Having discovered Steven Marcus's The Other Victorians at an impressionable age, I'm easily persuaded of the possible value of historicizing pornography. So a point made at Infinite Thought seems interesting:
Contemporary pornography has more categories than there are dirty thoughts in the world, and yet it fails in one crucial respect - it can no longer surprise. You can be into women who look like cats who specialise in shaving biscuits whilst bouncing up and down on trampolines, and there'd probably be a website that could cater to your needs, but once you've seen a couple of cat-women shaving biscuits whilst bouncing on trampolines surely you've seen them all. The excessive taxonomical drive of contemporary pornography is merely one element of its quest to bore us all to death and remind us that everything is merely a form of work, including, or even most especially, pleasure.
Well, yes and no. The capitalist superego was at work in Victorian porn, too. At the height of pleasure, a character would announce, "I spend!"
By all means go check out the IT entry, which includes a photo of two naked Edwardian babes cavorting with an enormous snail.
I am not making that up. Nor, indeed, could I.
AJ BlogsAJBlogCentral | rss
Terry Teachout on the arts in New York City
Andrew Taylor on the business of arts & culture
rock culture approximately
Laura Collins-Hughes on arts, culture and coverage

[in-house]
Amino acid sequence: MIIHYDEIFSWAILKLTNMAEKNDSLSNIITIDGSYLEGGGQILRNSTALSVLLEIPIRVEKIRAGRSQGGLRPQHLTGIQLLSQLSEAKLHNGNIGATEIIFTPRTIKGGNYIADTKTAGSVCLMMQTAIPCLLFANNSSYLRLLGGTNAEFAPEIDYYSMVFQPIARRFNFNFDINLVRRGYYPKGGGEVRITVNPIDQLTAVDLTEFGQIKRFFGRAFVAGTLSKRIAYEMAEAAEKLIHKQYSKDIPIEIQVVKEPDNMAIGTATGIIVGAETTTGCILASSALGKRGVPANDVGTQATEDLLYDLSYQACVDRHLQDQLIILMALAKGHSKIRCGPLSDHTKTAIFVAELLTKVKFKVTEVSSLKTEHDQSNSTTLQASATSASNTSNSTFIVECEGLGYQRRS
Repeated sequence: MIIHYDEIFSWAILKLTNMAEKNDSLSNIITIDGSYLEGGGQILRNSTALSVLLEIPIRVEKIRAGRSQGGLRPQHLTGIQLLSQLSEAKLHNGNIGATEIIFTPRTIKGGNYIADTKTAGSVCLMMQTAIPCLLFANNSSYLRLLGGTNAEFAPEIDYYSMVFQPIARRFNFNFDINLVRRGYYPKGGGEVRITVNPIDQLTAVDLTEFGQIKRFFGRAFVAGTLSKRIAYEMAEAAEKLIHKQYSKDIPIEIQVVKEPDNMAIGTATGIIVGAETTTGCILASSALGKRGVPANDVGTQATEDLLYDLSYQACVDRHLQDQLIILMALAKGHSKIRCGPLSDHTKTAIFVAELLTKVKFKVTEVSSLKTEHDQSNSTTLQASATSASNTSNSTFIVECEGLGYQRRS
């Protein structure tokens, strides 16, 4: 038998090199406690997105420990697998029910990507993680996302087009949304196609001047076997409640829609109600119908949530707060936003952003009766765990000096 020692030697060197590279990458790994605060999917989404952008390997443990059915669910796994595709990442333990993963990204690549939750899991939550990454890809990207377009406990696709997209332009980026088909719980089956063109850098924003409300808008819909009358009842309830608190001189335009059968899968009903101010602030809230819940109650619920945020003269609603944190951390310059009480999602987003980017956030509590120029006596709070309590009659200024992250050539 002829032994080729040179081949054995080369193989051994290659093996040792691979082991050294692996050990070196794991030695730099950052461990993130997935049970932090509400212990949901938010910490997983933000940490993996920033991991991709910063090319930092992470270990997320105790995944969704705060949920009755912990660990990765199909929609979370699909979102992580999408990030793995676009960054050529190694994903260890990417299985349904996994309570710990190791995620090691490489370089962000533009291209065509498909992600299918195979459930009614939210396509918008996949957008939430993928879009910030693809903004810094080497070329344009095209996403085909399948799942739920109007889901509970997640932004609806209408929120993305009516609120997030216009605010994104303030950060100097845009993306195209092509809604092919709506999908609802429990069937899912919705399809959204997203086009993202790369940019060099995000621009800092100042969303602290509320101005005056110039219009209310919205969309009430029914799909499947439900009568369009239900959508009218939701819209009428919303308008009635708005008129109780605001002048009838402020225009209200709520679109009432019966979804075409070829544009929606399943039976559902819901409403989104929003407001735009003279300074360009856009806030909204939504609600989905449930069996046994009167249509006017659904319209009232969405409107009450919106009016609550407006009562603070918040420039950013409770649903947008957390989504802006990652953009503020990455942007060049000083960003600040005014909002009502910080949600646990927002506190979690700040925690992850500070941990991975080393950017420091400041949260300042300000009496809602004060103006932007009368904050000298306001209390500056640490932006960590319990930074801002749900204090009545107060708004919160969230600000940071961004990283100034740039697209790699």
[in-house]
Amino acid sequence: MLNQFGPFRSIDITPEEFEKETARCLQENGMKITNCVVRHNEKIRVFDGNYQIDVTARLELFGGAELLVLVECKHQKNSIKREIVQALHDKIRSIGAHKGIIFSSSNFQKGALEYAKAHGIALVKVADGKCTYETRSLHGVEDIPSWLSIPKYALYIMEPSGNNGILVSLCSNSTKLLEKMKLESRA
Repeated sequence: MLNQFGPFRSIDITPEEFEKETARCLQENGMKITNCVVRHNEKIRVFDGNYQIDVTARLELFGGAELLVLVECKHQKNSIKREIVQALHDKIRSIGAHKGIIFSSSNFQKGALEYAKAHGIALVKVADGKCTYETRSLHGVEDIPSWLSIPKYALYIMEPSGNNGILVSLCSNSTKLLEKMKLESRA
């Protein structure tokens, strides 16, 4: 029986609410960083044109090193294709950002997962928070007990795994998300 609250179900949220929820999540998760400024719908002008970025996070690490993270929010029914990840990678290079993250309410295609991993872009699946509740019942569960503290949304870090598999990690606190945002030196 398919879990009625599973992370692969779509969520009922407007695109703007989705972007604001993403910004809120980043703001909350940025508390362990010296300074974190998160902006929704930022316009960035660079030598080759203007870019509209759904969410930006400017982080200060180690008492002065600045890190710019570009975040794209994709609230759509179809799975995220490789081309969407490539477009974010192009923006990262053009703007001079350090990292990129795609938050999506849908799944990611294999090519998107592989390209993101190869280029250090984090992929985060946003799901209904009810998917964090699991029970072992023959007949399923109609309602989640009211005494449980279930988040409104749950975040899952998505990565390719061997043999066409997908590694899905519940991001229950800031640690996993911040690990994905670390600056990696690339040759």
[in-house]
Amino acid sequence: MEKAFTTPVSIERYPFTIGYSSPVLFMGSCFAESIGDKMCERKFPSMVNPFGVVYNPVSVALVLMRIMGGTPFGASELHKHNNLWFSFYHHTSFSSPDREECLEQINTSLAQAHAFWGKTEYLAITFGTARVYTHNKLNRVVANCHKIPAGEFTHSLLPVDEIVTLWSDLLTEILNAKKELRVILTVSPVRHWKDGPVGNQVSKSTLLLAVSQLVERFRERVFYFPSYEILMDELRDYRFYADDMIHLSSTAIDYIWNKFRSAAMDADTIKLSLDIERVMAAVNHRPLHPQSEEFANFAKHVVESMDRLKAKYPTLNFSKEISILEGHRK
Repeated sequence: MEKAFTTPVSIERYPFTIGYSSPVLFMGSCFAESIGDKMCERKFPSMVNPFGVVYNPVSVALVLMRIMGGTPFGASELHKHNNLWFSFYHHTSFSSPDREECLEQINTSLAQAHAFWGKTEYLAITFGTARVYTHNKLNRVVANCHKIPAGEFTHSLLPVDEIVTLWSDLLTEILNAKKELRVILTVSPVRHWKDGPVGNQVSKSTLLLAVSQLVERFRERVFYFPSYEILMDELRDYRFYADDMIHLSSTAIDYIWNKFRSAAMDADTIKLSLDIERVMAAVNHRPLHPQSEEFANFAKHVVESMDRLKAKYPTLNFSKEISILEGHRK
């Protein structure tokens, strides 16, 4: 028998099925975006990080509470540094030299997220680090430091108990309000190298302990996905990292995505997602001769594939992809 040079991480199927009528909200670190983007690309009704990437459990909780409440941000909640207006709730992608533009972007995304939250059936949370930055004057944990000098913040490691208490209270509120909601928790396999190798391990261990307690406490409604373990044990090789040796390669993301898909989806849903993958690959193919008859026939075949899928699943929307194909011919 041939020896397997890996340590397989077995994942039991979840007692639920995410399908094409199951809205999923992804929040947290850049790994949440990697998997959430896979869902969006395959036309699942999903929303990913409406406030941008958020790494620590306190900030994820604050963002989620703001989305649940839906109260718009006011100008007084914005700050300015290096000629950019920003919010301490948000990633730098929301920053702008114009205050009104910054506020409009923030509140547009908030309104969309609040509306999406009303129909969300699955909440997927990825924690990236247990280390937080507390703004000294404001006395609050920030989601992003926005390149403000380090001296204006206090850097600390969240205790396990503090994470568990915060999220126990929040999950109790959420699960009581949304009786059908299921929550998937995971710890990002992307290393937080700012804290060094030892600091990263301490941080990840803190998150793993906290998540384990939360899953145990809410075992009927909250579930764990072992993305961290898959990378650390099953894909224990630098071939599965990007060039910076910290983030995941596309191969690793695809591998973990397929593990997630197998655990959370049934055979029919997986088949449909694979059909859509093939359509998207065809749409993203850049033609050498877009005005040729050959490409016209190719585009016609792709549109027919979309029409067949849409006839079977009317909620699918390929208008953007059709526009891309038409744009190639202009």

Richard Kessler on arts education
Douglas McLennan's blog
Dalouge Smith advocates for the Arts
Art from the American Outback
For immediate release: the arts are marketable
No genre is the new genre
David Jays on theatre and dance
Paul Levy measures the Angles
Judith H. Dobrzynski on Culture
John Rockwell on the arts
Jan Herman - arts, media & culture with 'tude
Apollinaire Scherr talks about dance
Tobi Tobias on dance et al...
Howard Mandel's freelance Urban Improvisation
Focus on New Orleans. Jazz and Other Sounds
Doug Ramsey on Jazz and other matters...
Jeff Weinstein's Cultural Mixology
Martha Bayles on Film...
Fresh ideas on building arts communities
Greg Sandow performs a book-in-progress
Exploring Orchestras w/ Henry Fogel
Harvey Sachs on music, and various digressions
Bruce Brubaker on all things Piano
Kyle Gann on music after the fact
Greg Sandow on the future of Classical Music
Norman Lebrecht on Shifting Sound Worlds
Jerome Weeks on Books
Scott McLemee on books, ideas & trash-culture ephemera
Wendy Rosenfield: covering drama, onstage and off
Chloe Veltman on how culture will save the world
Public Art, Public Space
Regina Hackett takes her Art To Go
John Perreault's art diary
Lee Rosenbaum's Cultural Commentary
Tyler Green's modern & contemporary art blog